·         There was still a need to be vigilant over bird flu as migratory birds were still in the country; however the risk was likely to diminish when they migrated back.

·         There were now 40,000 confirmed cases of TB in cattle. The Royal Borough was currently on a schedule of annual testing for TB but this may need to be changed to a six-monthly period. There were no recorded cases within the Royal Borough, with the nearest reported cases at Nettlebed and Mortimer. Pilots to reduce TB had been successful in Somerset and Gloucestershire.

·         Fly tipping remained a problem in the Royal Borough. It was the responsibility of the landowner to dispose of waste that had been tipped onto their land. It was felt more needed to be done to provide a better deterrent to offenders.

17.

Rural Farm Walk

The Rural Farm Walk is going to be hosted by Mr Nick Philp and will take place at Church House , Waltham St Lawrence.

 

This will take place during the first week of June 2018. The date will be confirmed as soon as possible.

Minutes:

Members were informed that a date had not been set for the Rural Farm Walk as the programme of meetings at RBWM was currently being reviewed. Members stated a preference for the Rural Farm Walk to take place on June 5th.

18.

Rural Crime

To receive an update from Thames Valley Police.

Minutes:

The Forum was introduced to Superintendent Colin Hudson, the new Area Commander for the Royal Borough.

 

Louise Warbrick informed members that since the last meeting there had been four unauthorised encampments in the Royal Borough, all of which had been on non-rural land. They all involved environmental waste and by working with the Environment Agency, the police had been able to link the encampments to regional travellers involved in large scale environmental waste. Louise Warbrick said that two vehicles had recently been seized in connection to two of the encampments and the Environment Agency were looking launch prosecutions.

 

Louise Warbrick said there had been discussions relating to the Rural Crime Policy, in order to identify signatories from local authorities across the Thames Valley area to agree a policy. However it had proved problematic to identify a signatory from every local authority. Thames Valley Police were committed to sticking to the Rural Crime Policy however.

 

Louise Warbrick informed members that 21 reports of rural crimes within the Royal Borough had been recorded since October 2017. This figure may be higher however as not all reported crimes were given a categorisation. The 21 reports included 4 of theft, 3 of non-dwelling burglary and 6 of criminal damage. In total across the Thames Valley Police area there were 81 reports of rural non-dwelling burglary, 108 of theft and 157 of criminal damage. Louise Warbrick stated that the most problematic areas of the Thames Valley Police region in terms of rural crime were Milton Keynes and Chiltern/South Bucks, and that the Royal Borough had seen a significant decrease.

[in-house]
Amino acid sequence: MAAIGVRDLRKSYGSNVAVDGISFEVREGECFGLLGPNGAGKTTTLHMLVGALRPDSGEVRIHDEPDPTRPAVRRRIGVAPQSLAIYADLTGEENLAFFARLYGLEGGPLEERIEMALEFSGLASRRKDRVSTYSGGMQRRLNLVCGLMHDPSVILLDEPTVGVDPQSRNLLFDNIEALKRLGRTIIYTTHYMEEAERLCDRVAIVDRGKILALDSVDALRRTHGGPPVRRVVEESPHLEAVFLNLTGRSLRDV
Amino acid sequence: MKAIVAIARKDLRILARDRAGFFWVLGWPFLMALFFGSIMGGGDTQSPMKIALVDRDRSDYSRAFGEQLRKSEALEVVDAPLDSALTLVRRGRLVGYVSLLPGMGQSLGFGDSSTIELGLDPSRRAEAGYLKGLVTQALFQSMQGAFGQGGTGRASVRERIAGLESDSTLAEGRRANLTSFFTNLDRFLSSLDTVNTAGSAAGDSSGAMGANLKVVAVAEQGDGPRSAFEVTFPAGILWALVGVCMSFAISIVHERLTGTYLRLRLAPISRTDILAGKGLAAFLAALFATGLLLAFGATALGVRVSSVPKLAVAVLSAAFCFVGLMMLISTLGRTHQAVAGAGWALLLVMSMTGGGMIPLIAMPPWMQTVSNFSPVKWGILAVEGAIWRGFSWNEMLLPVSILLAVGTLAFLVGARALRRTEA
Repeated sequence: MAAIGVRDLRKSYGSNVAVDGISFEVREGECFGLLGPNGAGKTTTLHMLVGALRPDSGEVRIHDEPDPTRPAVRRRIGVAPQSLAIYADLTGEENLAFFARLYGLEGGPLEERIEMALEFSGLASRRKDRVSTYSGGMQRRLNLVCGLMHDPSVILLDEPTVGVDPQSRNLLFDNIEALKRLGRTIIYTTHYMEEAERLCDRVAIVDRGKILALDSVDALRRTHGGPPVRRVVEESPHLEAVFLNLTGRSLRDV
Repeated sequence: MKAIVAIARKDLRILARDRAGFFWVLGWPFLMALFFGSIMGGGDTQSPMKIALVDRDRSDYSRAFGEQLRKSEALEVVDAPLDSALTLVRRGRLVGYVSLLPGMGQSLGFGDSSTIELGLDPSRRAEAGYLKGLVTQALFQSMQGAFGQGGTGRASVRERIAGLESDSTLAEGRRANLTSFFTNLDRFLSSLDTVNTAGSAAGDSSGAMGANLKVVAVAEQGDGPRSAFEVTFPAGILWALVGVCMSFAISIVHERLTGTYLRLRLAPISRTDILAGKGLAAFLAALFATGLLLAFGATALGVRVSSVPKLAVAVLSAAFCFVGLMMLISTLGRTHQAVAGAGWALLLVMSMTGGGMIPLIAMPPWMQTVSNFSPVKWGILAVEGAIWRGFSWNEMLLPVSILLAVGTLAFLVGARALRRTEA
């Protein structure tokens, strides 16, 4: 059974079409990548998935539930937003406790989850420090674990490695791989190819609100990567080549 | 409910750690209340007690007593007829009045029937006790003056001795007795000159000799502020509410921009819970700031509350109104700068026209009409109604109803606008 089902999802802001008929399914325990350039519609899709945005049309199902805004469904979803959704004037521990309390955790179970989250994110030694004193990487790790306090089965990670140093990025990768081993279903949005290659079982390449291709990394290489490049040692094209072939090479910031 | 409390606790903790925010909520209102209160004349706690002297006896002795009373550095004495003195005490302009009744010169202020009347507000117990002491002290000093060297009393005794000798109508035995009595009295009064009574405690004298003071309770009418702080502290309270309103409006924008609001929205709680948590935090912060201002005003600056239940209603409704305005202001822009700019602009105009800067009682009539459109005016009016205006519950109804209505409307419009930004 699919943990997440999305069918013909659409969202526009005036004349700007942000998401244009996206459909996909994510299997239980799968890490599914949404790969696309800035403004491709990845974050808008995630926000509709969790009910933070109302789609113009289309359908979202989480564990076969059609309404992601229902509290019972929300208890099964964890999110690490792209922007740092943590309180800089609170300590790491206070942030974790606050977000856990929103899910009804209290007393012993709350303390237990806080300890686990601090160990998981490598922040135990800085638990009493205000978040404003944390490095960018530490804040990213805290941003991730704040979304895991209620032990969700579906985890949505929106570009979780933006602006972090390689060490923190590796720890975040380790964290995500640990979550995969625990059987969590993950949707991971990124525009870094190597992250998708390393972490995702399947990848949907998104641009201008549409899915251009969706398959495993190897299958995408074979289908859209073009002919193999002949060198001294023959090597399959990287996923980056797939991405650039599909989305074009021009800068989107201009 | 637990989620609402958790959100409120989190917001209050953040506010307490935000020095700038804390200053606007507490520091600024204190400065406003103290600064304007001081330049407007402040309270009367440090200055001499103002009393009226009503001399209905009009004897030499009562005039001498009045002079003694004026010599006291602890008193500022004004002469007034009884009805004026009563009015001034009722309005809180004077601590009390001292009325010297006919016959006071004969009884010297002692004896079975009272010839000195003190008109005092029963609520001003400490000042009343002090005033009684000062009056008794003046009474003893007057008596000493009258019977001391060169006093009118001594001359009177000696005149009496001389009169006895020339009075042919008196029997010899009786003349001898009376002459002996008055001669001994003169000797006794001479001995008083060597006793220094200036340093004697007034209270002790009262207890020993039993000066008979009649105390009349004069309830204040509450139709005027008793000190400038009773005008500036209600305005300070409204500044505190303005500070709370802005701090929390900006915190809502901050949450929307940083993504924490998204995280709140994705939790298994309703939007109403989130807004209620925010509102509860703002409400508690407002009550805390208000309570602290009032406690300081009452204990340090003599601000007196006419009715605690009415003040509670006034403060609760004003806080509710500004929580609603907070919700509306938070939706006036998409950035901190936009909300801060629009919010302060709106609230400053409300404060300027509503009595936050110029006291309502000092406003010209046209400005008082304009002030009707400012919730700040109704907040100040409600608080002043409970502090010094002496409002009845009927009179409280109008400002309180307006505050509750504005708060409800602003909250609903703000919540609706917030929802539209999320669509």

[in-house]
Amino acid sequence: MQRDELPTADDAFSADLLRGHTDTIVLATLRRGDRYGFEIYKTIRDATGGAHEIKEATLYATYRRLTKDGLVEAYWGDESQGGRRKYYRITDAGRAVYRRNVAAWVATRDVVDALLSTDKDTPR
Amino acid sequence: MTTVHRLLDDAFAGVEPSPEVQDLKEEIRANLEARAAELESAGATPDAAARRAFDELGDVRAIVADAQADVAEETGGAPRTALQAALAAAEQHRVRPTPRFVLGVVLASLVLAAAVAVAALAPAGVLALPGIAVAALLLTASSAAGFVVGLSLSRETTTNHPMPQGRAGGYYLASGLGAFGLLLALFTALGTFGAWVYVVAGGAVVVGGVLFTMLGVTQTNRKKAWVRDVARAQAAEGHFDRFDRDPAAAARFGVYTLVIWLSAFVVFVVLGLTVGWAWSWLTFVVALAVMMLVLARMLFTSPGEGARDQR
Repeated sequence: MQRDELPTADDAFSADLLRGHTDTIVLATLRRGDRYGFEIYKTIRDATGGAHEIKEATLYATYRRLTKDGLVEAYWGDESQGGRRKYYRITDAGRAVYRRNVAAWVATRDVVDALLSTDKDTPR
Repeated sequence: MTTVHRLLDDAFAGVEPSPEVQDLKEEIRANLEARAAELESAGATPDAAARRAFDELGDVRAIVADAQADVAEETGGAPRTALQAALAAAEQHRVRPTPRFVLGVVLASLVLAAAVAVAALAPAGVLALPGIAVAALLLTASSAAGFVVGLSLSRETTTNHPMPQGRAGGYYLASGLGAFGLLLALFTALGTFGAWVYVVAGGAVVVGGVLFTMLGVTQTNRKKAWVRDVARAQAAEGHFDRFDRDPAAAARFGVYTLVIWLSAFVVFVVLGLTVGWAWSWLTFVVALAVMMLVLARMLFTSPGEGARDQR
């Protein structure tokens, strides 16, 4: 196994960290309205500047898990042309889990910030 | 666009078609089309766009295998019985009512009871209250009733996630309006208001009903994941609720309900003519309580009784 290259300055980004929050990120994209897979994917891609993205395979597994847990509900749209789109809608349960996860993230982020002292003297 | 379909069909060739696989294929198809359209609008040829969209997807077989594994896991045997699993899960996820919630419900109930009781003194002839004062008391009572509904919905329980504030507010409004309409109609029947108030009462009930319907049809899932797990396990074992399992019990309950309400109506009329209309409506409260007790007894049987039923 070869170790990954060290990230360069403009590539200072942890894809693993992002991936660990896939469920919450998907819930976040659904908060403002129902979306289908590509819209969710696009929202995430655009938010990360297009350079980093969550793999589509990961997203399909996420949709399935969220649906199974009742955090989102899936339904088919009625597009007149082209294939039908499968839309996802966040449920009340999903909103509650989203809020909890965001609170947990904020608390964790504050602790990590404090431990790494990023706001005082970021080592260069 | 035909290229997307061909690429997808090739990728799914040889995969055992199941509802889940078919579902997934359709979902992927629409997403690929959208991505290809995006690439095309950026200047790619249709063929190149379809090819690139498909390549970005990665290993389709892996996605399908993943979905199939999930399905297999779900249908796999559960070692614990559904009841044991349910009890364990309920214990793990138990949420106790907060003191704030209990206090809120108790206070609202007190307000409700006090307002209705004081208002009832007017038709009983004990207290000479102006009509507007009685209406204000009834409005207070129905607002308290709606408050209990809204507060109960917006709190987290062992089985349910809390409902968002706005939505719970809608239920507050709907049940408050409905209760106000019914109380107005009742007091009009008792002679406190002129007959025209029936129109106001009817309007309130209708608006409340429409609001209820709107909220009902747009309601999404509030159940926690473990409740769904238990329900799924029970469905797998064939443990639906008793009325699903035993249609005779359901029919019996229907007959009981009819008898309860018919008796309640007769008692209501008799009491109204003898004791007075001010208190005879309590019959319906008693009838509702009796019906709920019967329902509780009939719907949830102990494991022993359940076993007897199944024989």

Paul Rinder informed the Forum that incidents of hare coursing had decreased, although it remained a problem.

 

Responding to a question on Windsor Police Station, Louise Warbrick stated that although it was not open to the public, it remained operational and housed a number of specialist teams. A timetable for moving to a new premises had not been made, although a Neighbourhood Policing base would remain in Windsor.

 

Regarding speeding, Louise Warbrick stated that officers were deployed to carry out regular speed checks were around the Borough but these would be in identified accident blackspots. Speed monitoring equipment was supplied to Neighbourhood Action Groups for checks to be carried out in other, usually rural, areas.

 

Cllr Coppinger stated that he had recently met with representatives of Sandwell Borough Council to find out more about transit sites, which required police intervention over unauthorised encampments. Cllr Coppinger said the transit sites had been successful in Sandwell and asked if such a scheme had been considered in the Royal Borough. Louise Warbrick said a consultation on this had been carried out, although this was not led by the police as it related to identifying a site as part of local planning policy. A site was identified but objections were raised.

 

Annie Keene raised the issue of protestors coming into contact with farmers trying to transport livestock, and stated her belief that not enough was done by the police to  ...  view the full minutes text for item 18.

19.

Any Other Business

Minutes:

No additional items were raised.

20.

Dates Of Future Meetings

To Be confirmed.

Minutes:

No date had been set for the next meeting. Members were informed that they would be told of the next date as soon as possible.